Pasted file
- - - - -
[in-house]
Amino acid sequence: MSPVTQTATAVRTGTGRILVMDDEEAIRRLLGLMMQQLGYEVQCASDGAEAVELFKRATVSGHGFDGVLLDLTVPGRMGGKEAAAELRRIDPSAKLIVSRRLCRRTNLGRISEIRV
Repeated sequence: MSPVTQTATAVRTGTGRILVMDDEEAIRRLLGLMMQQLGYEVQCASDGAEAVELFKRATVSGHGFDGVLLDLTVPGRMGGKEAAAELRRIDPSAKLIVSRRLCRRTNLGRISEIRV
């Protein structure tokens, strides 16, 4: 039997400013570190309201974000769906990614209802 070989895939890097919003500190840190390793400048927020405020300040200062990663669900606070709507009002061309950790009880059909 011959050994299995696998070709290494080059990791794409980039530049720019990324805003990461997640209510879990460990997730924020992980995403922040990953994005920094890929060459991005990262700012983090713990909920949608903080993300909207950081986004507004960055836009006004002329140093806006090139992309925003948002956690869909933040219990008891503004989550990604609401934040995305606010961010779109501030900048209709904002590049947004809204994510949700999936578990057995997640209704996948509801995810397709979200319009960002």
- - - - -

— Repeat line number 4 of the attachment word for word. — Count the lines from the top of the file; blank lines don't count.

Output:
């Protein structure tokens, strides 16, 4: 039997400013570190309201974000769906990614209802 070989895939890097919003500190840190390793400048927020405020300040200062990663669900606070709507009002061309950790009880059909 011959050994299995696998070709290494080059990791794409980039530049720019990324805003990461997640209510879990460990997730924020992980995403922040990953994005920094890929060459991005990262700012983090713990909920949608903080993300909207950081986004507004960055836009006004002329140093806006090139992309925003948002956690869909933040219990008891503004989550990604609401934040995305606010961010779109501030900048209709904002590049947004809204994510949700999936578990057995997640209704996948509801995810397709979200319009960002």